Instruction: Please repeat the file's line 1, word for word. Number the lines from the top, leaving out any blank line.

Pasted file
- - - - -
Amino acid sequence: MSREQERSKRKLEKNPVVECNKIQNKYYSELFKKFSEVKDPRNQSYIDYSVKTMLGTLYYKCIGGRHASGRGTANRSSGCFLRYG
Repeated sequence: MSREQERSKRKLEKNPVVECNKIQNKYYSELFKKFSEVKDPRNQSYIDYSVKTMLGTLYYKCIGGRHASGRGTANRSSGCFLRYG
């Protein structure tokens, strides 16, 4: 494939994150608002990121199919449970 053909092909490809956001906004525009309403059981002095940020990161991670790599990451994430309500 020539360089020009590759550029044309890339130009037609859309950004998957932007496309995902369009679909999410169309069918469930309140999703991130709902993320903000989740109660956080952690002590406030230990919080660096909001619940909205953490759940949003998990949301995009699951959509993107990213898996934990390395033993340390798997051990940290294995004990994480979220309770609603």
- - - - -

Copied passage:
Amino acid sequence: MSREQERSKRKLEKNPVVECNKIQNKYYSELFKKFSEVKDPRNQSYIDYSVKTMLGTLYYKCIGGRHASGRGTANRSSGCFLRYG